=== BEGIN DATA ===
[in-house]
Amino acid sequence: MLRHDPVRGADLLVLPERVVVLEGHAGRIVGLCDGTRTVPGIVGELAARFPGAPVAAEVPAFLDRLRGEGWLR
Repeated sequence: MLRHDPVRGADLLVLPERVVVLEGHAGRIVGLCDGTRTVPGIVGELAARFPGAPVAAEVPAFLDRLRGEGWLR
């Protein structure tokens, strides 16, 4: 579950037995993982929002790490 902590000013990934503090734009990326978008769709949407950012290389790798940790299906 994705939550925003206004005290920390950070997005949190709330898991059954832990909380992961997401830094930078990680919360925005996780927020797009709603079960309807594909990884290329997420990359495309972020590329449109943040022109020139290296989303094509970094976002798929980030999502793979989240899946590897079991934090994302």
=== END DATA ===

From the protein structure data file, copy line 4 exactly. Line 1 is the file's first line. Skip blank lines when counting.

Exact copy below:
């Protein structure tokens, strides 16, 4: 579950037995993982929002790490 902590000013990934503090734009990326978008769709949407950012290389790798940790299906 994705939550925003206004005290920390950070997005949190709330898991059954832990909380992961997401830094930078990680919360925005996780927020797009709603079960309807594909990884290329997420990359495309972020590329449109943040022109020139290296989303094509970094976002798929980030999502793979989240899946590897079991934090994302």